On the other hand, in “Renewing American Leadership”, Democrat candidate Barack Obama insists that America explore common security for common humanity, and move beyond Iraq, in order to renew American leadership in the world. Just as Mitt Romney, Obama lauds American leaders during the wartime and the postwar era. However, he criticizes the Bush administration’s approach to post 9/11 world, because it responded to unconventional attack by terrorists with conventional thinking of state-centric military solutions. As a result, he argues that current administration wastes dollars and manpower in the War on Terror. Therefore, he insists on renewing American leadership in the world. For this purpose, Obama says that the United States must bring the Iraq War to a responsible end. As the United States cannot impose a military solution to religious and ethnic conflicts in Iraq, Obama insists that it should apply the pressure of phased withdrawal of troops to local stakeholders. Eventually, he says that only Iraqis can manage their own problem.

Also, the United States must make a broader security framework of the Middle East. Obama advocates US-Iranian talks while sponsoring Iranian civil societies and preventing nuclear proliferation. He insists on US initiatives for Israeli-Palestinian peace dialogues. Also, Obama argues that the United States need to pressure Syria to move toward moderate direction. To renew American leadership in the world, Obama sets the following agendas.

First, the United States must revitalize military power. US forces must be well prepared for various global operations. Simultaneously, Obama talks of smart use of military power, and he does not hesitate to send troops if necessary. Although he is ready to act beyond self-defense, he stresses the need for multinational action as Bush Senior did in the Gulf War. He criticizes current Iraq War from this point.

Second, the United States must lead to stop nuclear proliferation, which poses an immediate threat to the global community. Obama is concerned with terrorist attack with nuclear bombs. To prevent such a disaster, he insists on close partnership with Russia, though he believes in strong push for liberal democracy against Kremlin. Furthermore, he says global coalition against Iran and North Korea is necessary.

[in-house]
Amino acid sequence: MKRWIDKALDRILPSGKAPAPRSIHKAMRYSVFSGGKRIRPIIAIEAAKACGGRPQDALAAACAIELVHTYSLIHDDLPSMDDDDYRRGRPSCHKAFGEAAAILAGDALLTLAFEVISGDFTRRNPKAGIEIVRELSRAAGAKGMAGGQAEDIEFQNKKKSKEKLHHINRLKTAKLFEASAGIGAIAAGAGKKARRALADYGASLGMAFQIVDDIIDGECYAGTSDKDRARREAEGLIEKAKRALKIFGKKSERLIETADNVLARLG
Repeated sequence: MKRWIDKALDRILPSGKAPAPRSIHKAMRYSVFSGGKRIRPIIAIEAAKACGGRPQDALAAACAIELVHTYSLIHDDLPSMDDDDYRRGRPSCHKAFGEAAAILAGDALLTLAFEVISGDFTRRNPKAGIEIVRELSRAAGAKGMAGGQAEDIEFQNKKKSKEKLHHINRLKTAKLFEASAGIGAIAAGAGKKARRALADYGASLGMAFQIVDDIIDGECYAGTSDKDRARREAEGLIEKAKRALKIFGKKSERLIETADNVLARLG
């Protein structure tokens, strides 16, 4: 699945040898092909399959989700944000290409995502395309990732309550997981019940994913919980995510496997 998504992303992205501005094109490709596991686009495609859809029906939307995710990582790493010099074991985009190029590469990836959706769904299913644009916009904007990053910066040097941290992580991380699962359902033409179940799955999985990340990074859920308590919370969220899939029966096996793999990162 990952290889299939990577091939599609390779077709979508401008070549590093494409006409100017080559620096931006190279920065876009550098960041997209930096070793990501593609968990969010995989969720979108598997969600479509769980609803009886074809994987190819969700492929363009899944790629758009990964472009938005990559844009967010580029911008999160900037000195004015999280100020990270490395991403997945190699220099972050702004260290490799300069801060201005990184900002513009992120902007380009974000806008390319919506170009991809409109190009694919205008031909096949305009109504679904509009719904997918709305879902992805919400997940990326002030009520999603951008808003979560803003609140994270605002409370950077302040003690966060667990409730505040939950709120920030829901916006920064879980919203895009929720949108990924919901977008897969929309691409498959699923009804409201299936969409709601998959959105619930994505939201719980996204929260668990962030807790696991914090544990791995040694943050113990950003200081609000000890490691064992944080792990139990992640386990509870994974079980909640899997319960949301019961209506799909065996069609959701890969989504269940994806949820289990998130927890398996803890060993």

Third, in the combat against global terrorism, Obama emphasizes how important it is to refocus US policy on Afghanistan and Pakistan where Al Qaeda activists lurk. He is willing to endorse Indo-Pakistani dialogues and extensive security framework from Central Asia to the Indian subcontinent. In addition to military measures, Obama insists on comprehensive terrorist strategies such as empowering citizens.

Fourth, Obama talks of rebuilding the alliance, and making it more effective partnership. The alliance should transform from a Cold War security structure into a partnership for peace. Also, Obama insists on effective partnership with emerging powers like Brazil, India, and South Africa.

Fifth, Obama advocates America’s commitment to building secure democratic societies, which is common goal of human-beings. Poor societies and failed states are breeding grounds for disease, terrorism, and conflicts, he says. Therefore, Obama regard it as America’s national security interest to curb poverty, promote welfare, and assist democracy in such societies.

Through these ways, Obama argues that America must restore trust from its allies and the global community.

Mostly, both candidates share common agendas and understandings on US foreign policy for the next term. There are some gaps in evaluating Iraq policies, but both Romney and Obama endorse American leadership in the world. More importantly, both candidates are on the track of the Bush legacy after 9/11. Right or wrong, George W. Bush has set the direction of US foreign policy in this century. America has come back from historical holidays under the Clinton administration. Whoever comes next, the President cannot escape from the Bush legacy. America must be involved with world affairs. America should not repeat the same mistake as it did after the Vietnam War. No more Jimmy Carter after the Iraq War.